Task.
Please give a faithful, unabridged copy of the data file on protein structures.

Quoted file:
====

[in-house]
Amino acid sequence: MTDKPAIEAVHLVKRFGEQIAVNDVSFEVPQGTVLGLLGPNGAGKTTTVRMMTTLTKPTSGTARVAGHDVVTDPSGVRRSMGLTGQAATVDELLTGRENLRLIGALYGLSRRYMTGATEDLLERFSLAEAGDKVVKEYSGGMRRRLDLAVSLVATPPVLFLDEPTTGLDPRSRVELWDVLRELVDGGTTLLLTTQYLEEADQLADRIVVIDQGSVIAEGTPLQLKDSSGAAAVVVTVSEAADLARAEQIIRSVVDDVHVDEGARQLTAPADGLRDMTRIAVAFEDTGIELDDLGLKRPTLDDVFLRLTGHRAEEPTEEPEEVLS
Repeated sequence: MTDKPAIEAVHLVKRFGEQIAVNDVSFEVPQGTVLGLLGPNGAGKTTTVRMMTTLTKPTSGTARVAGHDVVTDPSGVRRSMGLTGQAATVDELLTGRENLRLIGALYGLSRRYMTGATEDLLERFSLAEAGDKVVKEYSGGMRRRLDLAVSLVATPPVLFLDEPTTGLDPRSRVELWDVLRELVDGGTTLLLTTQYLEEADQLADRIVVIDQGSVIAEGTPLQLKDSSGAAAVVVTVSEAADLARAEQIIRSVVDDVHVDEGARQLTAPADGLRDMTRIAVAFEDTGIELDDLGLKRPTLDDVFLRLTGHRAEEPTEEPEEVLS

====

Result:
[in-house]
Amino acid sequence: MTDKPAIEAVHLVKRFGEQIAVNDVSFEVPQGTVLGLLGPNGAGKTTTVRMMTTLTKPTSGTARVAGHDVVTDPSGVRRSMGLTGQAATVDELLTGRENLRLIGALYGLSRRYMTGATEDLLERFSLAEAGDKVVKEYSGGMRRRLDLAVSLVATPPVLFLDEPTTGLDPRSRVELWDVLRELVDGGTTLLLTTQYLEEADQLADRIVVIDQGSVIAEGTPLQLKDSSGAAAVVVTVSEAADLARAEQIIRSVVDDVHVDEGARQLTAPADGLRDMTRIAVAFEDTGIELDDLGLKRPTLDDVFLRLTGHRAEEPTEEPEEVLS
Repeated sequence: MTDKPAIEAVHLVKRFGEQIAVNDVSFEVPQGTVLGLLGPNGAGKTTTVRMMTTLTKPTSGTARVAGHDVVTDPSGVRRSMGLTGQAATVDELLTGRENLRLIGALYGLSRRYMTGATEDLLERFSLAEAGDKVVKEYSGGMRRRLDLAVSLVATPPVLFLDEPTTGLDPRSRVELWDVLRELVDGGTTLLLTTQYLEEADQLADRIVVIDQGSVIAEGTPLQLKDSSGAAAVVVTVSEAADLARAEQIIRSVVDDVHVDEGARQLTAPADGLRDMTRIAVAFEDTGIELDDLGLKRPTLDDVFLRLTGHRAEEPTEEPEEVLS